The Club reopened in June when pandemic restrictions were eased, and set about finding ways, as Madison put it, to help its young members “release their emotions in a safe place and learn how to process everything in a healthier way.”

Around Dubois, that involves going fly-fishing, driving up Whiskey Basin to look at petroglyphs, riding horses near a lodge up-mountain, gardening behind a church and tending bees at an apiary, floating on the river, and playing at the golf course. The options for healthy activities here are considerable.

“I am so thankful that the Club is open,” said a 9-year-old at the fund-raiser. “It has really helped me socializing with other kids, because COVID-19 has been driving me crazy.”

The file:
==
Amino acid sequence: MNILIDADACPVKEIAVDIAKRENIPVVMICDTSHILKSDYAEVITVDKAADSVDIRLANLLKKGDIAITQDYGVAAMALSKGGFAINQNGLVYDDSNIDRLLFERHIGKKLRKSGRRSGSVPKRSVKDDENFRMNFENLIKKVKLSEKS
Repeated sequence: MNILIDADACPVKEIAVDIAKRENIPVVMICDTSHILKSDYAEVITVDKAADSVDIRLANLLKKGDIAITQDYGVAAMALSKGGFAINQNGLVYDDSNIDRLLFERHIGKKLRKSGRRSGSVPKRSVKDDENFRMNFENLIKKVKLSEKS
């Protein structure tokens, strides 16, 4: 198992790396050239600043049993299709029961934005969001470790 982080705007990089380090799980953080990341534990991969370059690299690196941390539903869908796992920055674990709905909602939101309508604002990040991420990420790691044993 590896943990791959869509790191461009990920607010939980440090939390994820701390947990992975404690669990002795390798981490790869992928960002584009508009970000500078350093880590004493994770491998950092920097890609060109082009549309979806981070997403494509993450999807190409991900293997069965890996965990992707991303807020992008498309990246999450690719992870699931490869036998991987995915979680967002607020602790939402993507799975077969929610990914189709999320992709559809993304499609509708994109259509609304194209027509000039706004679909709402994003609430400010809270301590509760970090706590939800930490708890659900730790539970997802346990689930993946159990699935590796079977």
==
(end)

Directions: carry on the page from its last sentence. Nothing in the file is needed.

Having no young children, we’ve had little to do with the Club directly, but of course I’ve noticed the children around town. They remind me of my own early childhood in small towns in the Midwest, where I was free to roam — so different from the city life my own children experienced.

That’s why we came to Dubois on vacation in the first place, actually, and kept coming back. It was somewhere the children could run free for a while.

Kids playing in a back yard in Dubois WY

But I have no illusions about the hazards that small-town life can present to kids who have nothing to do.

The organization was born 12 years ago as Dubois Youth Activities, shortly after my husband and I moved here, to give kids in this frontier village some healthful ways to spend their spare time. It has grown and thrived since, serving more than 600 children over the years. It currently serves 126.